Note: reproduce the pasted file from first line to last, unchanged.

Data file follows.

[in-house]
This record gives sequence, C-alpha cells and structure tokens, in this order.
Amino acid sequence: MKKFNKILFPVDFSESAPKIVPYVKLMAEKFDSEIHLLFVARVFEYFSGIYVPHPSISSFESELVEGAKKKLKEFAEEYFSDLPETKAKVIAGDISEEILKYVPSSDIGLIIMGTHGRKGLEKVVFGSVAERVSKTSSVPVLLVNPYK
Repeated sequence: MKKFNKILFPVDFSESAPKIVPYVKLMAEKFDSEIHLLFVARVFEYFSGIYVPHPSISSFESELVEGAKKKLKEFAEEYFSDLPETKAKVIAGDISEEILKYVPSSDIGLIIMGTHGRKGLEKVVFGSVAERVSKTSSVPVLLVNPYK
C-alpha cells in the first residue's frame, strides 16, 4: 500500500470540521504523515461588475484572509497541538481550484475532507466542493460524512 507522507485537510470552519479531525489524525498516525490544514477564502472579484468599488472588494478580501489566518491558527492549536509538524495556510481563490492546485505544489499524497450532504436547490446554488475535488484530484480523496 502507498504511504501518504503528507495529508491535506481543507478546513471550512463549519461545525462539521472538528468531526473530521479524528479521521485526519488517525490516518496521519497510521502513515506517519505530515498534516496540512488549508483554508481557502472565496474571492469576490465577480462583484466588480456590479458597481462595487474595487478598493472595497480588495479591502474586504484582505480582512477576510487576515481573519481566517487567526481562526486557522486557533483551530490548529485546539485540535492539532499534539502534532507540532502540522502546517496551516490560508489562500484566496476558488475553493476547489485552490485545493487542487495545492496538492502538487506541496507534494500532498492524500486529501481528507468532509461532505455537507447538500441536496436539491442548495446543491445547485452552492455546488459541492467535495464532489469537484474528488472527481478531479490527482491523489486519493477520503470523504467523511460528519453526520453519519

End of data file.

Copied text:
[in-house]
This record gives sequence, C-alpha cells and structure tokens, in this order.
Amino acid sequence: MKKFNKILFPVDFSESAPKIVPYVKLMAEKFDSEIHLLFVARVFEYFSGIYVPHPSISSFESELVEGAKKKLKEFAEEYFSDLPETKAKVIAGDISEEILKYVPSSDIGLIIMGTHGRKGLEKVVFGSVAERVSKTSSVPVLLVNPYK
Repeated sequence: MKKFNKILFPVDFSESAPKIVPYVKLMAEKFDSEIHLLFVARVFEYFSGIYVPHPSISSFESELVEGAKKKLKEFAEEYFSDLPETKAKVIAGDISEEILKYVPSSDIGLIIMGTHGRKGLEKVVFGSVAERVSKTSSVPVLLVNPYK
C-alpha cells in the first residue's frame, strides 16, 4: 500500500470540521504523515461588475484572509497541538481550484475532507466542493460524512 507522507485537510470552519479531525489524525498516525490544514477564502472579484468599488472588494478580501489566518491558527492549536509538524495556510481563490492546485505544489499524497450532504436547490446554488475535488484530484480523496 502507498504511504501518504503528507495529508491535506481543507478546513471550512463549519461545525462539521472538528468531526473530521479524528479521521485526519488517525490516518496521519497510521502513515506517519505530515498534516496540512488549508483554508481557502472565496474571492469576490465577480462583484466588480456590479458597481462595487474595487478598493472595497480588495479591502474586504484582505480582512477576510487576515481573519481566517487567526481562526486557522486557533483551530490548529485546539485540535492539532499534539502534532507540532502540522502546517496551516490560508489562500484566496476558488475553493476547489485552490485545493487542487495545492496538492502538487506541496507534494500532498492524500486529501481528507468532509461532505455537507447538500441536496436539491442548495446543491445547485452552492455546488459541492467535495464532489469537484474528488472527481478531479490527482491523489486519493477520503470523504467523511460528519453526520453519519